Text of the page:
This panel seeks to emphasize the diversity of women’s spiritual experiences by showing how spiritual and religious identity intersect with other vectors of difference such as gender, race, class, age, sexuality, and ability in contemporary American women’s poetry. Most religions seek to reconcile the idea of human suffering with the existence of a loving God. However, men have traditionally held a disproportionate amount of power and authority in delineating doctrinal truths regarding theodicy in the world’s major religions.
Therefore, we are especially interested in papers that examine a poetic engagement of the often complicated relationship many women and others living at the margins of their respective faiths have to orthodox religion especially in light of the problem of theodicy. For the purposes of this panel contemporary poetry will be classified as poetry published after 1969.
Questions panelists may consider include but are not limited to:
How do contemporary poets wrestle with the problems of genocide, personal tragedy, illness, and disaster in light of the system of beliefs found in holy book religions?
How do contemporary poets write conversion and deconversion narratives in light of the problem of theodicy?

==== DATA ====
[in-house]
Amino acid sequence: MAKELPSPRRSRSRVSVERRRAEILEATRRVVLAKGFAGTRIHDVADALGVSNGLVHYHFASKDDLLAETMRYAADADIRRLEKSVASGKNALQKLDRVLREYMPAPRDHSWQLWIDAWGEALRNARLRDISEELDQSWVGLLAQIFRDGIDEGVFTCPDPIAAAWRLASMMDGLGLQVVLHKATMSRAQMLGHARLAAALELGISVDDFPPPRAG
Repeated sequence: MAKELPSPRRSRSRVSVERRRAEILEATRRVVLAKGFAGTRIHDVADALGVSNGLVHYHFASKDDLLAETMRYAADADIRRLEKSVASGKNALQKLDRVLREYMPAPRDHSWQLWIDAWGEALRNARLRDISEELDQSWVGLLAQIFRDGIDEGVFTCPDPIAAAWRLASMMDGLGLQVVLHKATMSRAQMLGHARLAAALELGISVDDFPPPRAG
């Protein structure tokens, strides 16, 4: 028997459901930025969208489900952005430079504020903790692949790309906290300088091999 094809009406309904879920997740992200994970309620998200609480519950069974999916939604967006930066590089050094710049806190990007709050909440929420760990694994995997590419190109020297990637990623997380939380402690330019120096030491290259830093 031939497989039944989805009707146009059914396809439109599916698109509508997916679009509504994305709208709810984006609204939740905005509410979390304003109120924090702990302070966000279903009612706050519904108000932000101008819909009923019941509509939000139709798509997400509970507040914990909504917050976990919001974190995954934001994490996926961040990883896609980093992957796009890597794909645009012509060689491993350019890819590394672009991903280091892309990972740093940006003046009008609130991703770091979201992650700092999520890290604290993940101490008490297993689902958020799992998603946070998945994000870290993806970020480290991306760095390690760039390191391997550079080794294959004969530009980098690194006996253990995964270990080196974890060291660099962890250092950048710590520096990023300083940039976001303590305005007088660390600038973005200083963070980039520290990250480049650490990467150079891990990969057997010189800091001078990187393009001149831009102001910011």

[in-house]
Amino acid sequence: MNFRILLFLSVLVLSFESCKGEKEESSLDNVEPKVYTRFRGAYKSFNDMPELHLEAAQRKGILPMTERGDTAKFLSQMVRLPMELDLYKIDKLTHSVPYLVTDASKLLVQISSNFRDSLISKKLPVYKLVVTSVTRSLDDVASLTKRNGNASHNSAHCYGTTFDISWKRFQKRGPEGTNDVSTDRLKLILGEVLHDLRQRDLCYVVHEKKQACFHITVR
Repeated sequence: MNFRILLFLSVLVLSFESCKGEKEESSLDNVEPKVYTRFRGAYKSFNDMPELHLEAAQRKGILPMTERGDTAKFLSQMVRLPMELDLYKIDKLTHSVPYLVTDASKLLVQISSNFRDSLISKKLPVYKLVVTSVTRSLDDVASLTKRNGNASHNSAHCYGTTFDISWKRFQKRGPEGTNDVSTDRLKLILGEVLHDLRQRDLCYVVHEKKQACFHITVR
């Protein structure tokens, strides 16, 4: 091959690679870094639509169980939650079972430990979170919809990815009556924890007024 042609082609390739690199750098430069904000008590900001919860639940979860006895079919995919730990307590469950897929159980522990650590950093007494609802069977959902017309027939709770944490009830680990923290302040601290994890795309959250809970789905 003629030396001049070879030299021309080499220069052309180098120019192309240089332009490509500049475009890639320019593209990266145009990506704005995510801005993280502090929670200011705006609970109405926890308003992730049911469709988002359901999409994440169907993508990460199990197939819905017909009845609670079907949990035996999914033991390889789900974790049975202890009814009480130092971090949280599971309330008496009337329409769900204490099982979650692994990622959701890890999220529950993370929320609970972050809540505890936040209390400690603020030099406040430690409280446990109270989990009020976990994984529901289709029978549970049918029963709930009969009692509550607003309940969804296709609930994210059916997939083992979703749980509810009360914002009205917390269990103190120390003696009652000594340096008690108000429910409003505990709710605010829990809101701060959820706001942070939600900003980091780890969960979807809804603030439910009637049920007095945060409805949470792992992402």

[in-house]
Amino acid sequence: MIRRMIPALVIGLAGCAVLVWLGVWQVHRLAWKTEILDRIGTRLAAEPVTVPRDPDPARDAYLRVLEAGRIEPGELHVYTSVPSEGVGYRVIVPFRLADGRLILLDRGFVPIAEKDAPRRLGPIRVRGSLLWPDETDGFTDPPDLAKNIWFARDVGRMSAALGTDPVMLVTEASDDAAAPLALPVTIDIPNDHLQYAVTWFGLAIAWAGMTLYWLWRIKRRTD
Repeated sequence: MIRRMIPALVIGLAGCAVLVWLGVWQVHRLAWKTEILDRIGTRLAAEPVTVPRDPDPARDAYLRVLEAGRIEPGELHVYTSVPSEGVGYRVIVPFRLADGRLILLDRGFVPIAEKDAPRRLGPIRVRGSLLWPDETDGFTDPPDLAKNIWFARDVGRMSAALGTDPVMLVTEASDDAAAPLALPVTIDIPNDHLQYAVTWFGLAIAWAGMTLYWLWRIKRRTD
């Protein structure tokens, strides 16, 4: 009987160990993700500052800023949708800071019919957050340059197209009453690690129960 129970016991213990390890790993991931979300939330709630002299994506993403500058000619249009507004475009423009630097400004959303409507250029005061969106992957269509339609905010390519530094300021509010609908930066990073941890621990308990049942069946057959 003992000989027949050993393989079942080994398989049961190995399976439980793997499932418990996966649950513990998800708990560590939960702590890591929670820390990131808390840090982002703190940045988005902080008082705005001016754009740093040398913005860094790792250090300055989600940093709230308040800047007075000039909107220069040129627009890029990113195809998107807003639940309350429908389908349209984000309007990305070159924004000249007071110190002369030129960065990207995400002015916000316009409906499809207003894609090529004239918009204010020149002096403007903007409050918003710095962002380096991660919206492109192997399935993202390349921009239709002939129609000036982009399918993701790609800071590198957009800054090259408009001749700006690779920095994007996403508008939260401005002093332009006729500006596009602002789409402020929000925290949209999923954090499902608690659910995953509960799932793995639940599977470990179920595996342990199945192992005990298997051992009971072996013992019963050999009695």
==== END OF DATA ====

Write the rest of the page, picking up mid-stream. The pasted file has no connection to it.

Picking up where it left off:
How do contemporary poets imagine the question of women’s sexual empowerment and disempowerment in relation to religious rituals and beliefs regarding suffering and divine embodiment?
How does contemporary poetry capture orthodox women performing orthodoxy differently or otherwise?
How does age, sexuality, class, or other fluid markers of identity influence spiritual and/or religious experience in contemporary poetry?
Submissions to the 47th Annual Northeast Modern Language Association Convention, March 17-20, 2016, in Hartfort, CT should include the author's full name, email address, and institutional affiliation.
350-500 word abstracts may be submitted by September 30, 2015 here: http://www.cfplist.com//nemla/Home/S/15826
Accepted panelists must register for the conference and be members of NeMLA by December 1, 2015.